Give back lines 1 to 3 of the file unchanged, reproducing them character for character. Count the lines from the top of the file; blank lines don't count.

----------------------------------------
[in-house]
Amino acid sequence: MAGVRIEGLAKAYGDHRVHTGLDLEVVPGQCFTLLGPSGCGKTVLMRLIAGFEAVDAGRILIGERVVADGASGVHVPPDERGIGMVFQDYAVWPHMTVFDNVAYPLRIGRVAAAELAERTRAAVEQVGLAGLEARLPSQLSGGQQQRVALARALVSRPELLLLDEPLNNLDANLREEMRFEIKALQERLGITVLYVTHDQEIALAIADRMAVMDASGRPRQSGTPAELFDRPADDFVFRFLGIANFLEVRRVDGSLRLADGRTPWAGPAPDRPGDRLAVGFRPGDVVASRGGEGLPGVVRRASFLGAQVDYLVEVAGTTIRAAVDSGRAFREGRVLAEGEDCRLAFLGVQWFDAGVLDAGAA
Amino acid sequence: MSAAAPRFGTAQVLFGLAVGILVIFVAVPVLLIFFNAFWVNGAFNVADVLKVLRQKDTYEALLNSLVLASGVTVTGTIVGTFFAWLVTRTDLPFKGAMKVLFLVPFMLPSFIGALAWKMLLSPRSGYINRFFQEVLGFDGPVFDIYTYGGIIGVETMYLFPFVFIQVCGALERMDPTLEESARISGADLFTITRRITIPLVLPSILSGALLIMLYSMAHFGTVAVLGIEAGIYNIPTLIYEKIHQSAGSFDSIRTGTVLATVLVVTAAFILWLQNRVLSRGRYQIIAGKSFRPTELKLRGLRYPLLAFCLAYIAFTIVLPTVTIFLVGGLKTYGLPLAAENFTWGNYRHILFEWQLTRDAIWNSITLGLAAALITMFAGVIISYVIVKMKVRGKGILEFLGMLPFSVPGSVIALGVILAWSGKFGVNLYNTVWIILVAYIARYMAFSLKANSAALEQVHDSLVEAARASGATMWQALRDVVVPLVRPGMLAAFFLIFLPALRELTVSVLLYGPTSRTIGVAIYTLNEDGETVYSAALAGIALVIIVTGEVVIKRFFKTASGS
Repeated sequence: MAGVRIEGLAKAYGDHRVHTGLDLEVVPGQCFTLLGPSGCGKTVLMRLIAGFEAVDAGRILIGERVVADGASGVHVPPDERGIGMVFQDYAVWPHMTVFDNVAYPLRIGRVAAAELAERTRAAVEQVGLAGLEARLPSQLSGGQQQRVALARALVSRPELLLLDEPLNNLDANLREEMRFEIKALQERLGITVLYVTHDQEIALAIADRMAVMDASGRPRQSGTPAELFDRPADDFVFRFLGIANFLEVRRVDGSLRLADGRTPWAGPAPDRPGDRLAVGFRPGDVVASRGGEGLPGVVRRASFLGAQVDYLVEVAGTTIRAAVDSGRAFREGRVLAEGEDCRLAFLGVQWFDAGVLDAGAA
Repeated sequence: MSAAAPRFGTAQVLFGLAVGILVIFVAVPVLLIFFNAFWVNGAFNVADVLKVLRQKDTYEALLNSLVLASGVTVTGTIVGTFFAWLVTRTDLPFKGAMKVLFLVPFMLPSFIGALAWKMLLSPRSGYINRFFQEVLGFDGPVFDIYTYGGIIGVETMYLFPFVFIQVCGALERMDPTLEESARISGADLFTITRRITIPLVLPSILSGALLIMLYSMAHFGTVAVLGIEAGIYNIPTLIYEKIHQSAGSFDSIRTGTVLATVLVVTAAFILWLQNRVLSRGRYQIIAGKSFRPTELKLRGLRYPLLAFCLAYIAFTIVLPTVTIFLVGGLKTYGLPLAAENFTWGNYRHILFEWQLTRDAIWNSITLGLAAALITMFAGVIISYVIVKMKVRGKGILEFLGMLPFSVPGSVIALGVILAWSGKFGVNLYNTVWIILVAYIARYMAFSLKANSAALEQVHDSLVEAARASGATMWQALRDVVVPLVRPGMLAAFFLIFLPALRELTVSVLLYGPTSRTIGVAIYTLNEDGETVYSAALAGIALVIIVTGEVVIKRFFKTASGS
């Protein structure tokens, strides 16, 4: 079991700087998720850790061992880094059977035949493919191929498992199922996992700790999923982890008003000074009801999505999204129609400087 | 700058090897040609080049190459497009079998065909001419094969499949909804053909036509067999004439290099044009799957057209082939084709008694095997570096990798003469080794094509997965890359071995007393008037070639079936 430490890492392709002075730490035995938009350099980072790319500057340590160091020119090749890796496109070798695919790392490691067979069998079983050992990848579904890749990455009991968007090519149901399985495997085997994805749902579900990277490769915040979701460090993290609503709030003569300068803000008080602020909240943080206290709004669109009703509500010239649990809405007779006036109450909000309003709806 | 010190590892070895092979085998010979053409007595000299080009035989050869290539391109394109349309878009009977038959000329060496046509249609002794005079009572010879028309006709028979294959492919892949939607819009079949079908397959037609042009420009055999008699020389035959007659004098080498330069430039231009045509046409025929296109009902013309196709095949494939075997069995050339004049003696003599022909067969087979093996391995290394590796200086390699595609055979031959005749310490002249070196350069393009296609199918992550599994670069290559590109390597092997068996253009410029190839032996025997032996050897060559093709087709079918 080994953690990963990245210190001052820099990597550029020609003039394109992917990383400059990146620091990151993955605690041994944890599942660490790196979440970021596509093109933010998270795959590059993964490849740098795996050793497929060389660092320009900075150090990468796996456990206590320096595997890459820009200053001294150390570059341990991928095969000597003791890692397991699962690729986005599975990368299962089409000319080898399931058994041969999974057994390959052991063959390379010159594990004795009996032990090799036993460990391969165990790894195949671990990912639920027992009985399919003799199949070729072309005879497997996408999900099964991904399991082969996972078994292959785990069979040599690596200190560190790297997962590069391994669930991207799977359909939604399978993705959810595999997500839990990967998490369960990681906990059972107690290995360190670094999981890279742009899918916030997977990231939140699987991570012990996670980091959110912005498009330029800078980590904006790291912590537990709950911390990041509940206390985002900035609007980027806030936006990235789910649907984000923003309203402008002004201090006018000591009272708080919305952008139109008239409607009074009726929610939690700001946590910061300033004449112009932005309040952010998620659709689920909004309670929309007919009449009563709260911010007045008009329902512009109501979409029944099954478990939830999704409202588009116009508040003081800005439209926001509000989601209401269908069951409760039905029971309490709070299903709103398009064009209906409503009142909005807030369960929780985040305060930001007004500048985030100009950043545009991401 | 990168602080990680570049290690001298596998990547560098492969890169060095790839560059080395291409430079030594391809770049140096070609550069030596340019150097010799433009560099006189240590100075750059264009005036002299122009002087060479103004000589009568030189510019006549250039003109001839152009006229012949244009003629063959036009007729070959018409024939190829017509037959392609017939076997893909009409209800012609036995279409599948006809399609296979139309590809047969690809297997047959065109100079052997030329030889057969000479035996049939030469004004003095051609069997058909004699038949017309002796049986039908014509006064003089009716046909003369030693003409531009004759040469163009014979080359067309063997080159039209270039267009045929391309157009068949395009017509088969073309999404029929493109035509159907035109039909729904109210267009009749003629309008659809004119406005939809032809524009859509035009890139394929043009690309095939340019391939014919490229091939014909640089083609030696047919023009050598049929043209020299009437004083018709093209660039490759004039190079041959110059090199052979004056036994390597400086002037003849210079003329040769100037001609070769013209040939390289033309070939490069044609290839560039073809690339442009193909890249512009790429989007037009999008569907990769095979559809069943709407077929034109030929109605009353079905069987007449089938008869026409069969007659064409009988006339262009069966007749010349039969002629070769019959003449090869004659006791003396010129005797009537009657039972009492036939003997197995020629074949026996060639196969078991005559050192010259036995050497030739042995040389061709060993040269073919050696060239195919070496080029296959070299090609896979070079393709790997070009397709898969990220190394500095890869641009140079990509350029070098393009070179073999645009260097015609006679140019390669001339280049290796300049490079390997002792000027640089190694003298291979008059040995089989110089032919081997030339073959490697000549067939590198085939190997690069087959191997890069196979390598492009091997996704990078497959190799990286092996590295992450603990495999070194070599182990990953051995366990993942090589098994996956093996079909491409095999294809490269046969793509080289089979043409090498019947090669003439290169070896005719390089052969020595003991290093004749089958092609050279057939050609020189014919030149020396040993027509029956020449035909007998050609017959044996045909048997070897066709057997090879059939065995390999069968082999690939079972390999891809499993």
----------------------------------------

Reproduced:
[in-house]
Amino acid sequence: MAGVRIEGLAKAYGDHRVHTGLDLEVVPGQCFTLLGPSGCGKTVLMRLIAGFEAVDAGRILIGERVVADGASGVHVPPDERGIGMVFQDYAVWPHMTVFDNVAYPLRIGRVAAAELAERTRAAVEQVGLAGLEARLPSQLSGGQQQRVALARALVSRPELLLLDEPLNNLDANLREEMRFEIKALQERLGITVLYVTHDQEIALAIADRMAVMDASGRPRQSGTPAELFDRPADDFVFRFLGIANFLEVRRVDGSLRLADGRTPWAGPAPDRPGDRLAVGFRPGDVVASRGGEGLPGVVRRASFLGAQVDYLVEVAGTTIRAAVDSGRAFREGRVLAEGEDCRLAFLGVQWFDAGVLDAGAA
Amino acid sequence: MSAAAPRFGTAQVLFGLAVGILVIFVAVPVLLIFFNAFWVNGAFNVADVLKVLRQKDTYEALLNSLVLASGVTVTGTIVGTFFAWLVTRTDLPFKGAMKVLFLVPFMLPSFIGALAWKMLLSPRSGYINRFFQEVLGFDGPVFDIYTYGGIIGVETMYLFPFVFIQVCGALERMDPTLEESARISGADLFTITRRITIPLVLPSILSGALLIMLYSMAHFGTVAVLGIEAGIYNIPTLIYEKIHQSAGSFDSIRTGTVLATVLVVTAAFILWLQNRVLSRGRYQIIAGKSFRPTELKLRGLRYPLLAFCLAYIAFTIVLPTVTIFLVGGLKTYGLPLAAENFTWGNYRHILFEWQLTRDAIWNSITLGLAAALITMFAGVIISYVIVKMKVRGKGILEFLGMLPFSVPGSVIALGVILAWSGKFGVNLYNTVWIILVAYIARYMAFSLKANSAALEQVHDSLVEAARASGATMWQALRDVVVPLVRPGMLAAFFLIFLPALRELTVSVLLYGPTSRTIGVAIYTLNEDGETVYSAALAGIALVIIVTGEVVIKRFFKTASGS